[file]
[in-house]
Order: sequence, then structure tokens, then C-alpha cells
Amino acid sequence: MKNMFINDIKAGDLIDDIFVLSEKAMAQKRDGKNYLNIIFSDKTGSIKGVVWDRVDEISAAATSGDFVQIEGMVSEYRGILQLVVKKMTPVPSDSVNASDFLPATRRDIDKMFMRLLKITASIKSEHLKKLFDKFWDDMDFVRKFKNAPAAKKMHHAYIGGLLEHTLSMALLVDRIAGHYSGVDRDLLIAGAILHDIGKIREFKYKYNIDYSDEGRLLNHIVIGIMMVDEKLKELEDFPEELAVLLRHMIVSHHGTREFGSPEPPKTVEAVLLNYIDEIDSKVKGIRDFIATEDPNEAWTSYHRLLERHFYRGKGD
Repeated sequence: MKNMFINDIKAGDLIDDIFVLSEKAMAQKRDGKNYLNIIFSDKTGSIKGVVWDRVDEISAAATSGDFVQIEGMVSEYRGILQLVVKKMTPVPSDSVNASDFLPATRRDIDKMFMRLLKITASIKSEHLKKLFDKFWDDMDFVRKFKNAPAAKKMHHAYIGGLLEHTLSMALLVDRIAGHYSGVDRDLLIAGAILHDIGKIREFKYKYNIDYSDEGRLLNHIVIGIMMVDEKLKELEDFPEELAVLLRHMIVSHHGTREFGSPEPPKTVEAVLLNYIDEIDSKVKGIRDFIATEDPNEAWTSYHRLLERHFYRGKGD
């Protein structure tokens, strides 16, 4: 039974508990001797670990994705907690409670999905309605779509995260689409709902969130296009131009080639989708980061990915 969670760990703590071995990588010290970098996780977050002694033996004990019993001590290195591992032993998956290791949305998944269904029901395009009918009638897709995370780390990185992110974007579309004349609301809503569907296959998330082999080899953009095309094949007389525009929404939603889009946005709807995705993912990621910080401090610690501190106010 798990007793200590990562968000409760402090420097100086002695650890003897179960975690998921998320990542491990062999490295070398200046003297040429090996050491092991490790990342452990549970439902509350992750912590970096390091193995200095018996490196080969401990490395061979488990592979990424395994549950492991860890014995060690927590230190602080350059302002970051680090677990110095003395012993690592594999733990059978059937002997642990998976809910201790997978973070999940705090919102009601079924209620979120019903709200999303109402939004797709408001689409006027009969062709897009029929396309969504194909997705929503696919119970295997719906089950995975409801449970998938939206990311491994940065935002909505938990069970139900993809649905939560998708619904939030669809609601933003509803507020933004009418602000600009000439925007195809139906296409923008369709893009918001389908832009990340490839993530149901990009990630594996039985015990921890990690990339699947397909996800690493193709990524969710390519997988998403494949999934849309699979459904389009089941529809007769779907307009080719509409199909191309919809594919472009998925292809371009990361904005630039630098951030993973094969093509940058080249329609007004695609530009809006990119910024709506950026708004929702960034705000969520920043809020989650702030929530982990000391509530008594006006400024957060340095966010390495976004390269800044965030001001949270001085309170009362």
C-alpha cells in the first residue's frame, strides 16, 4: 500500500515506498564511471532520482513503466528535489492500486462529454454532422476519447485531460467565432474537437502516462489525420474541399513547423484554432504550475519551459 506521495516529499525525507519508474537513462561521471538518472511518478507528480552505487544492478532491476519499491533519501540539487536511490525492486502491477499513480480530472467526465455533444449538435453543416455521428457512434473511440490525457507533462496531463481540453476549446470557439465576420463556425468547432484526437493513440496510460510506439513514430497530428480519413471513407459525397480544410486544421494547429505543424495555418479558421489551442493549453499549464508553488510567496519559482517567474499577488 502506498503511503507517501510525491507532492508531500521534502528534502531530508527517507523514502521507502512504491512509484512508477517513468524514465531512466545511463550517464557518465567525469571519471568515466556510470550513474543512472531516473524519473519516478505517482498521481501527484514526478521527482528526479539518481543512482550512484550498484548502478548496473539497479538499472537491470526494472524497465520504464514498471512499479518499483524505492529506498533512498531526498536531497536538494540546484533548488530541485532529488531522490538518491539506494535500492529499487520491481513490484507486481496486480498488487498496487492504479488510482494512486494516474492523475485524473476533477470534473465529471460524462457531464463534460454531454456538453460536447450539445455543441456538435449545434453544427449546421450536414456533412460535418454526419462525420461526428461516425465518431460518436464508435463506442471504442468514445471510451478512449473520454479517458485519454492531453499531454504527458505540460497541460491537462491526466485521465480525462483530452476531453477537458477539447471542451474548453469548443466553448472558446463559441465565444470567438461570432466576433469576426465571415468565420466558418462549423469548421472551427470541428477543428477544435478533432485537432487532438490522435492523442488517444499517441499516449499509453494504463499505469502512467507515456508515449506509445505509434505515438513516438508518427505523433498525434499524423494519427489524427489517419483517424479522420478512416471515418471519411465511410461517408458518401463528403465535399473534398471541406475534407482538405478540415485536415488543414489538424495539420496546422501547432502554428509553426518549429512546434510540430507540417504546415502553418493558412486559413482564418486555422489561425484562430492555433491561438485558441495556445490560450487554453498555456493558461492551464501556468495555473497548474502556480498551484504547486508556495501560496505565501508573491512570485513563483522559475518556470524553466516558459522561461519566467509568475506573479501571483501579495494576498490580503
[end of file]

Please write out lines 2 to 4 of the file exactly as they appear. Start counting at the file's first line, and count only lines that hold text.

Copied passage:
Order: sequence, then structure tokens, then C-alpha cells
Amino acid sequence: MKNMFINDIKAGDLIDDIFVLSEKAMAQKRDGKNYLNIIFSDKTGSIKGVVWDRVDEISAAATSGDFVQIEGMVSEYRGILQLVVKKMTPVPSDSVNASDFLPATRRDIDKMFMRLLKITASIKSEHLKKLFDKFWDDMDFVRKFKNAPAAKKMHHAYIGGLLEHTLSMALLVDRIAGHYSGVDRDLLIAGAILHDIGKIREFKYKYNIDYSDEGRLLNHIVIGIMMVDEKLKELEDFPEELAVLLRHMIVSHHGTREFGSPEPPKTVEAVLLNYIDEIDSKVKGIRDFIATEDPNEAWTSYHRLLERHFYRGKGD
Repeated sequence: MKNMFINDIKAGDLIDDIFVLSEKAMAQKRDGKNYLNIIFSDKTGSIKGVVWDRVDEISAAATSGDFVQIEGMVSEYRGILQLVVKKMTPVPSDSVNASDFLPATRRDIDKMFMRLLKITASIKSEHLKKLFDKFWDDMDFVRKFKNAPAAKKMHHAYIGGLLEHTLSMALLVDRIAGHYSGVDRDLLIAGAILHDIGKIREFKYKYNIDYSDEGRLLNHIVIGIMMVDEKLKELEDFPEELAVLLRHMIVSHHGTREFGSPEPPKTVEAVLLNYIDEIDSKVKGIRDFIATEDPNEAWTSYHRLLERHFYRGKGD